Vanilla; How do I love thee?

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There’s no stinkin’ possibility I could possibly count the ways.

Instead, I’ll just show you the two current methods.

Homemade vanilla extract – I first read about this over at The Prairie Homestead. Thanks, Jill!

This is seriously Easy Mode. Obtain vanilla beans (I got mine from Olive Nation – a place I plan to shop again.) Obtain bottom-shelf, cheap vodka in a quantity sufficient for your purposes. I chose a gallon of 5 O’Clock – a depth to which I had never previously sunk in the booze aisle. But we don’t care! The nasty vodka flavor will be all wiped out by the amazing, intense vanilla beans. BOO-yah.

Get your steeping vessel. I’m using a wide-mouthed, quart-sized Ball jar. Glass is preferred over plastic.

Slice the vanilla beans lengthwise using a knife or kitchen shears, then cut them into short pieces to get more of the beans’ goodness exposed to the vodka. I left some their full lengths for aesthetic’s sake in the jar, but that’s just because I’m odd.

If you’d like to take the time to carefully scrape out the innards and plunk them into the jar, so be it; however, they’ll work their ways loose over time, because we’re going to be shaking this jar frequently for months.

Put all the vanilla bits into the jar, and top it off with vodka. Shake the living daylights out of it! Get all those magical seeds worked loose.

For the first day or two, the vodka will remain clear, but then… the magic starts to happen. This is mine, on day three:

 

This is very much not an instant gratification process. The extract is going to need to steep for anywhere from two to six months to attain full awesomeness. It’ll be worth it. As an added plus, when it reaches the desired level of HOLY VANILLA, you’ll pour off the extract, leave the beans behind, and then fill it back up with fresh vodka for another steep. The beans will release more goodness. It’ll take longer the second time, but we may as well get our money’s worth, right? And it’ll probably take awhile to use up that quart of extract, so we have plenty of time.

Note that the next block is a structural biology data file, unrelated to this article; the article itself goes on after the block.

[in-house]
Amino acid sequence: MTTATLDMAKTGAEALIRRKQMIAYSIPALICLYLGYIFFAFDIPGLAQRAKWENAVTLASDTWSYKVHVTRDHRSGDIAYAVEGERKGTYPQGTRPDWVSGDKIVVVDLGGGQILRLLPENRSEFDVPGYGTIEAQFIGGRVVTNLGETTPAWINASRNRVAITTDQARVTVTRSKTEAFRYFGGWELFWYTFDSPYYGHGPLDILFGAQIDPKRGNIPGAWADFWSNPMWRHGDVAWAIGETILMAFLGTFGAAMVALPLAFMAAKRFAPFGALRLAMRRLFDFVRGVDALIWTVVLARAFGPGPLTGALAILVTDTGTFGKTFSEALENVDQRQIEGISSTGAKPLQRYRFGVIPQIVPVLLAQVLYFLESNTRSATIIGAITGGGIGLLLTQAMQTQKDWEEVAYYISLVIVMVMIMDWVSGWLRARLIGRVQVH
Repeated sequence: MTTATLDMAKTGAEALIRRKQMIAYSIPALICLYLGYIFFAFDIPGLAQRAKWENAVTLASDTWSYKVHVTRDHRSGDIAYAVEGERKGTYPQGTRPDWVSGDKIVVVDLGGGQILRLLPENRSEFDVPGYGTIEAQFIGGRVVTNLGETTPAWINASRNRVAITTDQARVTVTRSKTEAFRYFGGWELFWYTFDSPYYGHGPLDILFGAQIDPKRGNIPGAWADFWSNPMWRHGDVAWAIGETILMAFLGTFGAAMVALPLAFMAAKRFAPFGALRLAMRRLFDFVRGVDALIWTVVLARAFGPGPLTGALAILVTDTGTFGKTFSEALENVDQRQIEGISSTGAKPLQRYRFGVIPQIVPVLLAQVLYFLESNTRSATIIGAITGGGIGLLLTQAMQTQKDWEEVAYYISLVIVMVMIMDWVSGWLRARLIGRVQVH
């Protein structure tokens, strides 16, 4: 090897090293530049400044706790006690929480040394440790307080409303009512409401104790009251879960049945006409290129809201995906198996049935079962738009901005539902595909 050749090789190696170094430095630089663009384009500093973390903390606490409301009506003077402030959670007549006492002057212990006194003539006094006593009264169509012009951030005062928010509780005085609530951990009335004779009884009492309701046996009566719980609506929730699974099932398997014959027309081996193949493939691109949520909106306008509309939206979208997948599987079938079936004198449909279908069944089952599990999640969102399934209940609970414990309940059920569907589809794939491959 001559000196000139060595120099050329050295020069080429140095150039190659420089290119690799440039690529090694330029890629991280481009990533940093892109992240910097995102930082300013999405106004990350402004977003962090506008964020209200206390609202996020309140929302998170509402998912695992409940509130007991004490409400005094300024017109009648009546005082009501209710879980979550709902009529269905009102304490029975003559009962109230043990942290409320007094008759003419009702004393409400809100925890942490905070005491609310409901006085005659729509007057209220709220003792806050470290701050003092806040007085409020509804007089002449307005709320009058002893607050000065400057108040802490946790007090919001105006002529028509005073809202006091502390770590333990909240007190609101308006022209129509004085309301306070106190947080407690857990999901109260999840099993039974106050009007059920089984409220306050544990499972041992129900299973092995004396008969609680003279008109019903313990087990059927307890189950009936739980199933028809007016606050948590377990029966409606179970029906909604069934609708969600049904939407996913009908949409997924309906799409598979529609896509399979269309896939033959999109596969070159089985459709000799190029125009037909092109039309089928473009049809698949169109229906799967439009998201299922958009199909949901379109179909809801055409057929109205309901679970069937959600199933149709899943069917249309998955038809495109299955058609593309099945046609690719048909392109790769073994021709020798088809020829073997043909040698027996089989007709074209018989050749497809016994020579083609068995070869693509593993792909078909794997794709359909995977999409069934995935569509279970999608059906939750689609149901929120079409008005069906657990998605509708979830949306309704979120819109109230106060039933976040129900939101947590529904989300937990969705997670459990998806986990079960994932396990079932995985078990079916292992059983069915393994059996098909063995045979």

Of course, you could use a smaller vessel – say, a pint or half-pint – to make your extract, too. It’ll still take awhile, but probably less time than the giant vat would. The amount of time it’ll take to steep will also depend upon how many beans you put inside; more beans = less waiting. I have somewhere between seven and ten beans in mine.

Down the road, when you’re ready to use the extract, you can either strain out the seeds, but I’ll be leaving mine in. I love that delicate little “pop” from real vanilla bean seeds, followed by a short burst of “wowvanilla” flavor.

For the first few weeks, I’ve read one should shake the jar every day, and then gradually less frequently as time goes by. I’ll shake mine whenever I happen to think about it, probably, because honestly, this is not rocket science. The vodka and beans will do their thing, with or without human intervention. Shaking the jar will speed things up a bit, but it is not absolutely required.

The longer you let it steep, the more intense the vanilla flavor will be, so don’t freak out if you forget and leave it in your cupboard for a year before rediscovering it as you’re searching for the baking powder. It’s vodka – it’ll keep just fine, pretty much forever, and just get better and better over time.

Vanilla Sugar

Believe it or not, this is even easier.  I cut up three beans into quarters, layered them with plain old sugar in a half-gallon jar and am letting it sit for a month or so. The vanilla flavor will gradually infuse throughout the sugar, giving whatever I end up putting it into an extra vanilla kick.

No shaking, just let it sit there. When the jar has a really nice, heady, vanilla aroma, it’s good to go.

And that’s it. Easy.

I now have a few dozen “extra” vanilla beans – what are some of your favorite vanilla recipes? I think I’m going to do a vanilla/coconut oil body lotion this afternoon.

 

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4 responses to Vanilla; How do I love thee?


  1. Great post!! And your pics are way better than mine. I made my vanilla extract look like dirty pond water, haha!! Thanks for reminding me about the vanilla sugar- been wanting to try that.

  2. Erin D.

    I’m so glad you made your post though, pond water and all! 🙂

  3. I loooooove the taste of pure vanilla extract, but I use so much of it in baking and sauces that it become cost prohibitive to use it so I normally go for the cheap stuff. Now you’ve got me thinking I could make it myself!

    Question: Does it require a dark place to ferment? or can it be out in the light?

  4. Erin D.

    Ohhhh, Benny – Vanillin is pretty much pure evil – it’s a by-product of paper milling, amongst other things. Hate to think of you putting that into your awesome self.

    Dark is always good for fermentation, as it keeps things more uniform. However, in this case, since it’s in 100% vodka, I don’t think it would make much of a difference. I just keep mine in a kitchen cupboard and shake it up when I think about it. 🙂

    If you start with a smaller jar (like a pint or a half-pint) and use more beans, you’ll have a usable end product more quickly.

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